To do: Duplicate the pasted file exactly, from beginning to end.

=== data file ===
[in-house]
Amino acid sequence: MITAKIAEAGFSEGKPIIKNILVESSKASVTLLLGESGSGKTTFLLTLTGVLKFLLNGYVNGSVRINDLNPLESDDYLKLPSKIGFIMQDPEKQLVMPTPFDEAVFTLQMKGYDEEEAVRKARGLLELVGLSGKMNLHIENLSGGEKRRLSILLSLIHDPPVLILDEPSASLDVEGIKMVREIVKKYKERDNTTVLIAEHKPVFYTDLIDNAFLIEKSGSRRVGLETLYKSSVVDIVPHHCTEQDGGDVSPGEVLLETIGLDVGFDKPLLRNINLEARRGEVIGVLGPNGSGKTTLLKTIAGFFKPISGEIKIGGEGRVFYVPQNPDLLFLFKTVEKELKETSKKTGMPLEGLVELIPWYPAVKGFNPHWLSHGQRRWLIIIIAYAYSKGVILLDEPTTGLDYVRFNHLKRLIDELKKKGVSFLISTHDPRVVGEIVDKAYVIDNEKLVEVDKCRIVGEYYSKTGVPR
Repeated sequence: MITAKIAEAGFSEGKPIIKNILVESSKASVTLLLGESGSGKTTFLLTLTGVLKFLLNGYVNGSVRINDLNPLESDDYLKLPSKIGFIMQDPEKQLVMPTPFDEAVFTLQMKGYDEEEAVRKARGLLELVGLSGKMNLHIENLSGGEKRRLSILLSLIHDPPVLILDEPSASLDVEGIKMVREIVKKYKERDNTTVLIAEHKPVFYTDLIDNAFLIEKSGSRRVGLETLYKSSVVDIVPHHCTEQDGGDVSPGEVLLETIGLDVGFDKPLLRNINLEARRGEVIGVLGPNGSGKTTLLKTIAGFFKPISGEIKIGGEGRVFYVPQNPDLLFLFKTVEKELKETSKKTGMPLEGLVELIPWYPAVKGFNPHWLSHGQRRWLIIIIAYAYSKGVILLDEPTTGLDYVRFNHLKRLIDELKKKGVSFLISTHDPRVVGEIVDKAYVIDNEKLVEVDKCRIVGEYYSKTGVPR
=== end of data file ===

[in-house]
Amino acid sequence: MITAKIAEAGFSEGKPIIKNILVESSKASVTLLLGESGSGKTTFLLTLTGVLKFLLNGYVNGSVRINDLNPLESDDYLKLPSKIGFIMQDPEKQLVMPTPFDEAVFTLQMKGYDEEEAVRKARGLLELVGLSGKMNLHIENLSGGEKRRLSILLSLIHDPPVLILDEPSASLDVEGIKMVREIVKKYKERDNTTVLIAEHKPVFYTDLIDNAFLIEKSGSRRVGLETLYKSSVVDIVPHHCTEQDGGDVSPGEVLLETIGLDVGFDKPLLRNINLEARRGEVIGVLGPNGSGKTTLLKTIAGFFKPISGEIKIGGEGRVFYVPQNPDLLFLFKTVEKELKETSKKTGMPLEGLVELIPWYPAVKGFNPHWLSHGQRRWLIIIIAYAYSKGVILLDEPTTGLDYVRFNHLKRLIDELKKKGVSFLISTHDPRVVGEIVDKAYVIDNEKLVEVDKCRIVGEYYSKTGVPR
Repeated sequence: MITAKIAEAGFSEGKPIIKNILVESSKASVTLLLGESGSGKTTFLLTLTGVLKFLLNGYVNGSVRINDLNPLESDDYLKLPSKIGFIMQDPEKQLVMPTPFDEAVFTLQMKGYDEEEAVRKARGLLELVGLSGKMNLHIENLSGGEKRRLSILLSLIHDPPVLILDEPSASLDVEGIKMVREIVKKYKERDNTTVLIAEHKPVFYTDLIDNAFLIEKSGSRRVGLETLYKSSVVDIVPHHCTEQDGGDVSPGEVLLETIGLDVGFDKPLLRNINLEARRGEVIGVLGPNGSGKTTLLKTIAGFFKPISGEIKIGGEGRVFYVPQNPDLLFLFKTVEKELKETSKKTGMPLEGLVELIPWYPAVKGFNPHWLSHGQRRWLIIIIAYAYSKGVILLDEPTTGLDYVRFNHLKRLIDELKKKGVSFLISTHDPRVVGEIVDKAYVIDNEKLVEVDKCRIVGEYYSKTGVPR